The United Nations Disaster Assessment and Coordination, UNDAC 

Coordinated by UN OCHA, UNDAC is part of the international emergency response system for disasters. UNDAC teams of experts support coordination of humanitarian action in countries affected by sudden-onset disasters and are deployed by OCHA in response to appeals for humanitarian support by the affected countries. 


United Nations High Commissioner for Refugees, UNHCR 

Established in 1950, UNHCR provides help and support to refugees all over the world. Today, UNHCR protects 33.9 million people in over 125 countries. Poland supports UNHCR activities by contributing to its general budget and co-financing UNHCR programmes in response to particular humanitarian crises. 


United Nations World Food Programme, WFP 

The World Food Programme is the largest UN humanitarian aid agency fighting hunger worldwide. The WFP’s mission is to eradicate hunger and malnutrition around the world by helping countries become self-sufficient. The WFP not only ensures immediate relief but also provides long-standing programmes to fight hunger and poverty.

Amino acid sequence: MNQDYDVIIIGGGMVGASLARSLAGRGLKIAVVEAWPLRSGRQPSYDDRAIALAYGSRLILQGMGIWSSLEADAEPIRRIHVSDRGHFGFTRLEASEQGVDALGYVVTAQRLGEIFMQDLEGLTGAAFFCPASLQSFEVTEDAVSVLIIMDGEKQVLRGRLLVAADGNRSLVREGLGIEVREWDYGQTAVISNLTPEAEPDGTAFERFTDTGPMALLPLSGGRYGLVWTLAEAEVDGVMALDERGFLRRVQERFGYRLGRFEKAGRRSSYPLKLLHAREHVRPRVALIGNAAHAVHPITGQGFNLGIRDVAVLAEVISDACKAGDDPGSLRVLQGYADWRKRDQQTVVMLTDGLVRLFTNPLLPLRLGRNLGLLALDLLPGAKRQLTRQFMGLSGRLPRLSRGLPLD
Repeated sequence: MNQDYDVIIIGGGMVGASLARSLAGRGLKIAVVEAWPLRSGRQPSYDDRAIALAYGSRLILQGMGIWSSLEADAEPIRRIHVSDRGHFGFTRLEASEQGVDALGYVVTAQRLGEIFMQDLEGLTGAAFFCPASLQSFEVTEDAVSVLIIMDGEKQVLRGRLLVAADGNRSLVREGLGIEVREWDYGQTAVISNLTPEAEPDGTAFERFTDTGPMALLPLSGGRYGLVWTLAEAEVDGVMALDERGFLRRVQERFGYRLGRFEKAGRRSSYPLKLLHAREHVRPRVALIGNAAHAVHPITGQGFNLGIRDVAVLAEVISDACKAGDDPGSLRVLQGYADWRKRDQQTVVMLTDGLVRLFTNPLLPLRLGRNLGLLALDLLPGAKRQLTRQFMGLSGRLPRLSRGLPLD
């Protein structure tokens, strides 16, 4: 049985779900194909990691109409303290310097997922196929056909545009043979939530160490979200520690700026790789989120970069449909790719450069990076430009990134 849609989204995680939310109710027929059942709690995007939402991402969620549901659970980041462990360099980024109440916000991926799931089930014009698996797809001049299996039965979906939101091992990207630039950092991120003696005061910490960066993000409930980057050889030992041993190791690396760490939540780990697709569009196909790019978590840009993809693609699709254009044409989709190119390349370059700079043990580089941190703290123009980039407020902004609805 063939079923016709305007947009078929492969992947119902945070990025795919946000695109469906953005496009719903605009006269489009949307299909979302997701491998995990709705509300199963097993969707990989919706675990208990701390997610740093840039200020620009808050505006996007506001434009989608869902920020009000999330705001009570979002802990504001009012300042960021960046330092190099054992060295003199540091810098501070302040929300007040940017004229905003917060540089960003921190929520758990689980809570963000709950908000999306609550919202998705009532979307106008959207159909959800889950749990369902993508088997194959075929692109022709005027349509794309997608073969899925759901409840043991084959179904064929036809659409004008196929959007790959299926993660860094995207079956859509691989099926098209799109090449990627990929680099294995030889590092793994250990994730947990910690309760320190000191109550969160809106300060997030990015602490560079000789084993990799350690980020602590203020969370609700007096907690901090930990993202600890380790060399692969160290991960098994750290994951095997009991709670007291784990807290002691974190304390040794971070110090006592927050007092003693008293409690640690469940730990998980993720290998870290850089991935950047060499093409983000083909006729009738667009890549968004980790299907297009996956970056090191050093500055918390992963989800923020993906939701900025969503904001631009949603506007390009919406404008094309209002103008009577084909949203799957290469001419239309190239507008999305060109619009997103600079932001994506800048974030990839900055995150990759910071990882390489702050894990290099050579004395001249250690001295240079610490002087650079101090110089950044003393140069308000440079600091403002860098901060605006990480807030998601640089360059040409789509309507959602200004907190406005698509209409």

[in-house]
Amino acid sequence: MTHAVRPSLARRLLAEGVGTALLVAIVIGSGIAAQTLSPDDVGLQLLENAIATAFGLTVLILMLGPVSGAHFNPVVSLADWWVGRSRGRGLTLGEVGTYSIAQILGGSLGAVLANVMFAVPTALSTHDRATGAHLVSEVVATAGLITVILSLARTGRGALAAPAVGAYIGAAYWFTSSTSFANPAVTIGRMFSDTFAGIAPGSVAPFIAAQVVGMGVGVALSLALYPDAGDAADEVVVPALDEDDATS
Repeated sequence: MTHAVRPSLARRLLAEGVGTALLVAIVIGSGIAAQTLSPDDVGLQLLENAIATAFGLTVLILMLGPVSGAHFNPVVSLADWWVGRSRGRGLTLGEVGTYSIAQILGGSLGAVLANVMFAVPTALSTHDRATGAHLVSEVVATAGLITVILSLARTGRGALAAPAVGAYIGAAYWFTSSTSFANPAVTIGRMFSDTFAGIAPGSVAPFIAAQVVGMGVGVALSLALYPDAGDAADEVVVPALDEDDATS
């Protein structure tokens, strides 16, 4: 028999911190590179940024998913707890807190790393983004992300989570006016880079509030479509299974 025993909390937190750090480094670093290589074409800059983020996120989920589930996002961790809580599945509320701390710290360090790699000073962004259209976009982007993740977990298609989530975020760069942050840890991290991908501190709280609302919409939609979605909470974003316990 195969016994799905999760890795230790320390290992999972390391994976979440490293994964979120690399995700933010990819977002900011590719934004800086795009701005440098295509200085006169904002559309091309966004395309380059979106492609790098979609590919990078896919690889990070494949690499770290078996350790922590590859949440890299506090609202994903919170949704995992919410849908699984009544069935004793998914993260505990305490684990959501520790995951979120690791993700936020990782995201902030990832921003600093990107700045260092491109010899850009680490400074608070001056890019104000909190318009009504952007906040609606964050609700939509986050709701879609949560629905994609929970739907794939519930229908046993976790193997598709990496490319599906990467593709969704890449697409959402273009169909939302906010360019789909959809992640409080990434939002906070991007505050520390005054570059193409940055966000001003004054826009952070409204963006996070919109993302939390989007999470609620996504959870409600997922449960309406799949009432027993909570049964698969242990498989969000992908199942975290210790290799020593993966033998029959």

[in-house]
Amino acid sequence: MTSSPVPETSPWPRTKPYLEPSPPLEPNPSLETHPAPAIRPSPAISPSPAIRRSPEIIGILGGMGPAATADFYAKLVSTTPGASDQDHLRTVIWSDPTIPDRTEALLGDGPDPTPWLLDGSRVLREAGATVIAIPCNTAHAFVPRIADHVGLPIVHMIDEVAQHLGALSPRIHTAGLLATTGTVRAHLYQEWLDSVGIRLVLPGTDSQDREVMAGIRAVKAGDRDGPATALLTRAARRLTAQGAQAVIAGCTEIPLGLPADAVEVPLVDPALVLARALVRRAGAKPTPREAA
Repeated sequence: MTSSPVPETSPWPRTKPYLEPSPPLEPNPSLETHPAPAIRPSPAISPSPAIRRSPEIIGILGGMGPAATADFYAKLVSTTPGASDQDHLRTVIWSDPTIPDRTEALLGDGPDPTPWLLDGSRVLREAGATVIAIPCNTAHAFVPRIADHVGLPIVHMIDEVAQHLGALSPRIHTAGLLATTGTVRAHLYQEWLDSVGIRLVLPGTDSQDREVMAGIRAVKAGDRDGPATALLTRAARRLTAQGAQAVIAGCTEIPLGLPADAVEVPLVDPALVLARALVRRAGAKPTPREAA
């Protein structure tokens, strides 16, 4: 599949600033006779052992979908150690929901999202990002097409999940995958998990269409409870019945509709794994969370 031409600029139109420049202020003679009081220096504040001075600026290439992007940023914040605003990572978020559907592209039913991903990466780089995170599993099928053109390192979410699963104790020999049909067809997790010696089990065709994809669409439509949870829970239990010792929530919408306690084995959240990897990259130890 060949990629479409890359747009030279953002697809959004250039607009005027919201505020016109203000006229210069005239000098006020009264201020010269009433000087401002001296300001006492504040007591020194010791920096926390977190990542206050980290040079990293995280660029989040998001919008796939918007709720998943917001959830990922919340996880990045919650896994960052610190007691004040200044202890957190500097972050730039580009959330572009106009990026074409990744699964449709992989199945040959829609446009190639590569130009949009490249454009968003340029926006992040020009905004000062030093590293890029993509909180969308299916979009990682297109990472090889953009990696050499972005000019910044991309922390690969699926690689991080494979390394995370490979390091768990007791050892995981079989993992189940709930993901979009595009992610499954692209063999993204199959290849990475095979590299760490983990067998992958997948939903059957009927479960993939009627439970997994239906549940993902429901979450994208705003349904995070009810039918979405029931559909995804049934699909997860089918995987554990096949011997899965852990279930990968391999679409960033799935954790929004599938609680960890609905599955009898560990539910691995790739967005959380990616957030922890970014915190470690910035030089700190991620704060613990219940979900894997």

Learn more about the food aid supplied by Poland.


Organization for Security and Co-operation in Europe (OSCE)

Organization for Security and Co-operation in Europe (OSCE) is a successor of Conference on Security and Co-operation in Europe (CSCE), which from the 1970’s was a forum of a dialogue among NATO and Warsaw Pact countries about security, disarmament, economic and scientific cooperation, and respecting human rights. During the summit in Budapest in 1994 a decision was made that CSCE will be transformed into OSCE from 1 January 1995. The objective of the Organization remains strengthening security and co-operation in the following dimensions: human, political and military, economic and environmental. At present OSCE has 57 participating countries from Europe, Central Asia and North America. The OSCE Secretary’s headquarter is in Vienna.

Office for Democratic Institutions and Human Rights (ODIHR), which headquarter is in Warsaw, was established in 1991 and is one of the institutions acting within the scope of OSCE. ODIHR provides support and assistance to promote democracy, rule of law, human rights and tolerance through observing elections, reviewing legislation and advising governments on how to develop and sustain democratic institutions.

Poland co-operates with OSCE in the area of humanitarian actions, observing the process of elections and financing missions carried out by this Organization in developing countries.